Restaurant review: Autumn Yard Suppers, Hackney Wick, E3
PUBLISHED: 15:12 28 November 2013 | UPDATED: 15:12 28 November 2013
There are very few foodstuffs as divisive as veal. Many people won’t go near it, disgusted by vivid accounts of baby cows locked in small boxes and slaughtered without seeing the light of day.
Autumn Yard Suppers
39 Autumn Street
Station: Hackeny Wick
T: 07876 130 942
Mains: £40 for 5 course dinner (£70 for two)
Wine: From £18 a bottle
Children welcome: No
Disabled access: Yes
But while this cruel practice may be occasionally take place on the continent, the re-emerging British veal industry seems to be a much more benign affair, at least according to Chantal Brown, director of Cotswold Veal who provided the meat for this Autumn Yard feast.
The essential problem, she told us in her pre-dinner address, is that to keep dairy cows producing milk they need to give birth ever year. Nature being what it is half of these are boys, which the diary industry has very little use for - and in the main they are slaughtered at birth.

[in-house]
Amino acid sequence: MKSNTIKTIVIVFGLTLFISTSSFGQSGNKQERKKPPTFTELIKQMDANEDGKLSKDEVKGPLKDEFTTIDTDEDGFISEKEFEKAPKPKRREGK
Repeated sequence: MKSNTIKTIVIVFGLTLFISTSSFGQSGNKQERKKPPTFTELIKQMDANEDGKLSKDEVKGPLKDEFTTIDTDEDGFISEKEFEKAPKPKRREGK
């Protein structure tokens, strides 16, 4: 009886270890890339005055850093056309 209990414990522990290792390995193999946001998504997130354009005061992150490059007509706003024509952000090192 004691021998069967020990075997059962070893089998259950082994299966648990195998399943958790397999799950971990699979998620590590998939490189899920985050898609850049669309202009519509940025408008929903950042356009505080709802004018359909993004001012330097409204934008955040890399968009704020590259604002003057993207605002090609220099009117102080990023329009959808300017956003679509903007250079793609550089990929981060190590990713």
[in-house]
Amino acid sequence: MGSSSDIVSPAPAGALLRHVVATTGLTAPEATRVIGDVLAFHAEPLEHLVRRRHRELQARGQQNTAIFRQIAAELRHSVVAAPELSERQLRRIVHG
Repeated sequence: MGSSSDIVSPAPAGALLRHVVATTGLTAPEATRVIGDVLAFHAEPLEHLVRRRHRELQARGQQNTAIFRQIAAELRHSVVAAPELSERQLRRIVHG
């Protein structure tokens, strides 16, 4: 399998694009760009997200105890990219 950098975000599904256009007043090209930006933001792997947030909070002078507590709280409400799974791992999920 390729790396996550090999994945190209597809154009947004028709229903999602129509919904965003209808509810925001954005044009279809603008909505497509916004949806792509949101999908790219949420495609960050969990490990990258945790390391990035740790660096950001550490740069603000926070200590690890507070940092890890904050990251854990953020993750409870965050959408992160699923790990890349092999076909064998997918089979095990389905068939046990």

Compared to that fate, 8 months (the typical age of veal meat) frolicking in a field doesn’t sound so bad.
Either way, it was a decidedly un-vegetarian, if not pro veal, crowd who wandered down to the Autumn Yard supper club on a wintery November night.
With the event being a pop-up and being held in a disused warehouse in Hackney Wick normally reserved for all night raves, it couldn’t be any more on trend without donning skin tight jeans - but you could hardly discern the venue’s late night roots as we settled round our enormous, candlelit banqueting table.
Ian Ballantyne, the man behind the menu, is an chef on the up renowned for his playfulness and creativity - he flexed culinary muscles to good extent in this five course affair.
After a modest canape of veal ragu, the first course proper was a fantastic spot of veal tartare, livened up with shallots, capers and lemon and duck egg.
Then one of the most impressive slabs of liver I have ever seen - it really was a big bit of offal, smooth as pâté, given a boost by slivers of smokey pancetta. Also very good was the grilled Jacobs ladder - a type of tender rib - which fair melted in the mouth with notes of chilli and hazelnut.
And Mr Ballantyine showed his high-spirited approach to food with the sweet dishes - milk granita served on a veal bone (naturally) and a creamy panacotta with hints of hay.
Autumn Yard Suppers is new venture between some of Hackney Wick’s creative denizens and they put on a fun, sociable and above all vealy-delicious first event. Look out for the next one.
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